In the battle for the hearts and minds of enterprise mobile developers, Apple's iOS has taken a commanding lead as businesses show concern over Android, according to a recent survey of mobile developers by Appcelerator and IDC. Does Android's weakness in the enterprise open the door for Microsoft to get back in the game?
"The big news is that Apple's iOS took a dramatic lead over Google's Android in the enterprise app space," says Scott Ellison, vice president of Mobile and Connected Consumer Platforms at IDC. "For developers, Android appears to be evolving more toward a consumer play, which in turn provides a key competitive opening for Microsoft in the enterprise mobile app space."
[ Updated for iOS 5, Android 4, BlackBerry OS 7, and Windows Phone 7.5: Learn how to manage mobile devices in InfoWorld's 20-page Mobile Management Deep Dive PDF special report. | Keep up on key mobile developments and insights via Twitter and with the Mobile Edge blog and Mobilize newsletter. ]
The Appcelerator/IDC 2Q 2012 Mobile Report, based on a survey of 3,632 developers around the world, found that 53.2 percent of developers feel Apple's iOS will win in the enterprise, compared with 37.5 percent who feel Android will win. This is a dramatic 16 point shift from just three quarters ago, when developers felt they were in a dead heat at 44 percent each.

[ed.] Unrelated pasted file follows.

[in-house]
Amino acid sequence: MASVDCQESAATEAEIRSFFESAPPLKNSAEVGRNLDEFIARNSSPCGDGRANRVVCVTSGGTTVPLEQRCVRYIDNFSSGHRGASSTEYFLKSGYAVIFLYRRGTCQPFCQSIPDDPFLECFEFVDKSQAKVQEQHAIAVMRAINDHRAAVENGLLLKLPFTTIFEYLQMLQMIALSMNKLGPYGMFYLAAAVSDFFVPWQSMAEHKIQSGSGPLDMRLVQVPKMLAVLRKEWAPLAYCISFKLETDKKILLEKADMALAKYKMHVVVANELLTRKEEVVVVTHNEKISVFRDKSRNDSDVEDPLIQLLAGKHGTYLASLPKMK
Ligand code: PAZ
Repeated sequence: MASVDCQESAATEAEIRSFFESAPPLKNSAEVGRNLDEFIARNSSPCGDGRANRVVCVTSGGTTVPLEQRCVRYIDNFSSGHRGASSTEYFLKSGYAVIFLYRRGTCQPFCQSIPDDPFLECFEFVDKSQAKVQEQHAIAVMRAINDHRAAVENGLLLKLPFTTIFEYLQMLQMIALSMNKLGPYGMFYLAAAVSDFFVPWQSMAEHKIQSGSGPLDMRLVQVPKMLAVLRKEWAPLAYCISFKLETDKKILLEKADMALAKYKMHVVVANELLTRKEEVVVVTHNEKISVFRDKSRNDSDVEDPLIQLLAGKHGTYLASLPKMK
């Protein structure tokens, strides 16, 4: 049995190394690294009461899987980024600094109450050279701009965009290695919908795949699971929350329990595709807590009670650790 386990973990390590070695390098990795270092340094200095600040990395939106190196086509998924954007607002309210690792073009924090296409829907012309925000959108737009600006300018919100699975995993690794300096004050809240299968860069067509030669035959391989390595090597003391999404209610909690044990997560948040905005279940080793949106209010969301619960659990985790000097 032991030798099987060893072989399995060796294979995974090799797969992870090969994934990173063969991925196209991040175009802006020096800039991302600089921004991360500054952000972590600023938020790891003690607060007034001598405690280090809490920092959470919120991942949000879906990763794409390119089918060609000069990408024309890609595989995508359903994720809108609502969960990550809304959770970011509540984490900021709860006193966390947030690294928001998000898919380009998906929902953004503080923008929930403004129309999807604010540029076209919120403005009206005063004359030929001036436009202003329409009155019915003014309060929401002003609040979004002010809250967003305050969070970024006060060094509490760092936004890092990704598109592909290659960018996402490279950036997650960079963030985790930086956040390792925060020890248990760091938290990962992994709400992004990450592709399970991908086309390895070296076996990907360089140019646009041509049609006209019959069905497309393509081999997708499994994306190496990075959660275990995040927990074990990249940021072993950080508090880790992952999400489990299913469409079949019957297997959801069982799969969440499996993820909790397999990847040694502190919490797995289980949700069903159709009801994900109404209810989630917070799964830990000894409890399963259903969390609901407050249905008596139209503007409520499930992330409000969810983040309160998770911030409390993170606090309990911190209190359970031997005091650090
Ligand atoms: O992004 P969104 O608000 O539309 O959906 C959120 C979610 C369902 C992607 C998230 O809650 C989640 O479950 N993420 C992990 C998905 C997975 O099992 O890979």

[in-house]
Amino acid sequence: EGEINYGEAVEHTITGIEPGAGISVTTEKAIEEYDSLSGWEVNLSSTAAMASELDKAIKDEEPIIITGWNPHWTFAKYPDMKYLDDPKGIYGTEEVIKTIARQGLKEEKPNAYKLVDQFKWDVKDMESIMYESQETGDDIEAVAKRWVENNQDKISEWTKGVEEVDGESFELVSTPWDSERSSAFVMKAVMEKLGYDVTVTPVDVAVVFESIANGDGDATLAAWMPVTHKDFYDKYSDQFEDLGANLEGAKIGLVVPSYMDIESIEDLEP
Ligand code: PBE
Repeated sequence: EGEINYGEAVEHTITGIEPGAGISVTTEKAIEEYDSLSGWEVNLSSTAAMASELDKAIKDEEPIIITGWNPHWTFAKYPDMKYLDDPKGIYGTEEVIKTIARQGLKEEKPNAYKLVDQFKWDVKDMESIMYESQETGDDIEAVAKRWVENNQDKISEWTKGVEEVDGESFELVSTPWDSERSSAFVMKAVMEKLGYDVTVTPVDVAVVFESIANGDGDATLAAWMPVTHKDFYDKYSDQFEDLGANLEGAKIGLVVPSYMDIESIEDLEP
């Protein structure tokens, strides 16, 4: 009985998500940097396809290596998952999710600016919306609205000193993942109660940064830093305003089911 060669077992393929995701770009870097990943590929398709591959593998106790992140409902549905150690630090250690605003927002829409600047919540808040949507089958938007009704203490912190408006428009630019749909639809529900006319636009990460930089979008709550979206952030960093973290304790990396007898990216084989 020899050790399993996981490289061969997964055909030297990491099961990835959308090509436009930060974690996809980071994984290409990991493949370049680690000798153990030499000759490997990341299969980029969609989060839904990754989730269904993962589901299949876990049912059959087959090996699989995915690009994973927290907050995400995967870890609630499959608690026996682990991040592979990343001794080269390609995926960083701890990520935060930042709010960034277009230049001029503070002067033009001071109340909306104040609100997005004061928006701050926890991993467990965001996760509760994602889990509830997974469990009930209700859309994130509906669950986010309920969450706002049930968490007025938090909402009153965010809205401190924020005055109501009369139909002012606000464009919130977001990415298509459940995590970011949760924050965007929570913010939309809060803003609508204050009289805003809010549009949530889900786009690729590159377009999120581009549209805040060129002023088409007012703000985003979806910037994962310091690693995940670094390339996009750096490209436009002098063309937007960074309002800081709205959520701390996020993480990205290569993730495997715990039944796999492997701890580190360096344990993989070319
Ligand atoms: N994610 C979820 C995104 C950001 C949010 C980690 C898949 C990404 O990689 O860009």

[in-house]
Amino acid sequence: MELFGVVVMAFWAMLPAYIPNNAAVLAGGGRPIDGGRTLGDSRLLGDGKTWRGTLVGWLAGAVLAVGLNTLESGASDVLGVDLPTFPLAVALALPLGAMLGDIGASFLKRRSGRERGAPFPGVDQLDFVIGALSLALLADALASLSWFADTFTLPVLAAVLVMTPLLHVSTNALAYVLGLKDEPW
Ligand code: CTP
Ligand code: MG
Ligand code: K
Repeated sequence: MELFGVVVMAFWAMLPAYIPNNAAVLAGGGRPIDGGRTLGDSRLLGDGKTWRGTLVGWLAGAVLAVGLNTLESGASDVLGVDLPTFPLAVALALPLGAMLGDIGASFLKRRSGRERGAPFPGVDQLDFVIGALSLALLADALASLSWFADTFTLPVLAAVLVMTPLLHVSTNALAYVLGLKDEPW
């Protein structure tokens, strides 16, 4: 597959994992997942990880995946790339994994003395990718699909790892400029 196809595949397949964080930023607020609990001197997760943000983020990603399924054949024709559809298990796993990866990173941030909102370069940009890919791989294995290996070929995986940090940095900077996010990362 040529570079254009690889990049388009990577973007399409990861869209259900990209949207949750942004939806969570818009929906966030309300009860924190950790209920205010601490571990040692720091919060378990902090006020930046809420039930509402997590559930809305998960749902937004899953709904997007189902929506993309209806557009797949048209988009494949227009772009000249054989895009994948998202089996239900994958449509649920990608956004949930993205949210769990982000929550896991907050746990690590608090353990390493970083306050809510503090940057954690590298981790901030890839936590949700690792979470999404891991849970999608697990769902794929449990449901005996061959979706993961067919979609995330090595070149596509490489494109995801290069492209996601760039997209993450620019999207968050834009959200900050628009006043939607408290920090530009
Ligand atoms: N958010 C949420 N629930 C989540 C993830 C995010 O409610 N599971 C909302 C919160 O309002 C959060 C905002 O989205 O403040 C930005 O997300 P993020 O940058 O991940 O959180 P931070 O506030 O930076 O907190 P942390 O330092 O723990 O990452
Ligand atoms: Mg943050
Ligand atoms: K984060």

"Kind of contrary to the conventional wisdom, Apple's focus on the enterprise is netting results," says Michael King, director of Enterprise Strategy for Appcelerator, provider of multi-platform tools for mobile app development.
Enterprises concerned by Android fragmentation, malware
King says Appcelerator and IDC believe Apple's success (and Android's difficulty) among enterprise developers is based upon a number of factors, including the following:
- increasingly high levels of Android fragmentation, leading to increasing complexity of enterprise device and software management
- frequent stories of Android malware, compared to relatively few reports of iOS malware, which creates concerns among enterprise IT management
- anecdotal, but increasingly consistent, reports of IT managers re-evaluating potential enterprise-wide support for Android beyond simpler implementations like email access or M2M
- the success of the Apple iPad in a number of industry verticals, which creates a halo effect for iOS devices including iPhone in the enterprise
Developers like Metro UI for Windows 8
Both Appcelerator and IDC are careful to note that the full effect of Google's acquisition of Motorola Mobility and its IT management and support assets have yet to be felt in the market. But with Microsoft about to enter the field with Windows 8 tablets and phones, Android's failure to take the enterprise market by storm may just give Microsoft the opening it needs.
"We see an opportunity for Windows 8 in the enterprise," King says. "Our developers think the Metro UI is cool. They're optimistic about Windows 8, but they're also very cautious. They're not really excited about developing for Windows 7, and they also believe the Lumia launch has been pretty lame to date. While they're very optimistic about Window 8, they're not committing a lot of resources yet."